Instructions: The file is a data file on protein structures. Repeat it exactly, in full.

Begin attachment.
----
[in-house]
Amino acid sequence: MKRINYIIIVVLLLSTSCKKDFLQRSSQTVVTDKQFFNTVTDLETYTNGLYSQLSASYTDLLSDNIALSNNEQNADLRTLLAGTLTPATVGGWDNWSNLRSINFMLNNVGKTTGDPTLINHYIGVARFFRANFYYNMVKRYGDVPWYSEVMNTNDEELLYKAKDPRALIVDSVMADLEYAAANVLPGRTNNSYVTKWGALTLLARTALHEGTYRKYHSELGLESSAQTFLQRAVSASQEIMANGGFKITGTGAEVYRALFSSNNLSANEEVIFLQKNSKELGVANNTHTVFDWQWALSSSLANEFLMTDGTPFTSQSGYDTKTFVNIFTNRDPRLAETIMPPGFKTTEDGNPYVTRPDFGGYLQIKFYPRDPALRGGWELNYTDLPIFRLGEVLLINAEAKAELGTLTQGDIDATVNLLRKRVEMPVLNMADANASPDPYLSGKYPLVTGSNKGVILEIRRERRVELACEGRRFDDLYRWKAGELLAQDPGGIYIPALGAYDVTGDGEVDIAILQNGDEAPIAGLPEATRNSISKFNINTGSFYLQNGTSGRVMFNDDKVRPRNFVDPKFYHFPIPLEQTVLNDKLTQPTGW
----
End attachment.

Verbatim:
[in-house]
Amino acid sequence: MKRINYIIIVVLLLSTSCKKDFLQRSSQTVVTDKQFFNTVTDLETYTNGLYSQLSASYTDLLSDNIALSNNEQNADLRTLLAGTLTPATVGGWDNWSNLRSINFMLNNVGKTTGDPTLINHYIGVARFFRANFYYNMVKRYGDVPWYSEVMNTNDEELLYKAKDPRALIVDSVMADLEYAAANVLPGRTNNSYVTKWGALTLLARTALHEGTYRKYHSELGLESSAQTFLQRAVSASQEIMANGGFKITGTGAEVYRALFSSNNLSANEEVIFLQKNSKELGVANNTHTVFDWQWALSSSLANEFLMTDGTPFTSQSGYDTKTFVNIFTNRDPRLAETIMPPGFKTTEDGNPYVTRPDFGGYLQIKFYPRDPALRGGWELNYTDLPIFRLGEVLLINAEAKAELGTLTQGDIDATVNLLRKRVEMPVLNMADANASPDPYLSGKYPLVTGSNKGVILEIRRERRVELACEGRRFDDLYRWKAGELLAQDPGGIYIPALGAYDVTGDGEVDIAILQNGDEAPIAGLPEATRNSISKFNINTGSFYLQNGTSGRVMFNDDKVRPRNFVDPKFYHFPIPLEQTVLNDKLTQPTGW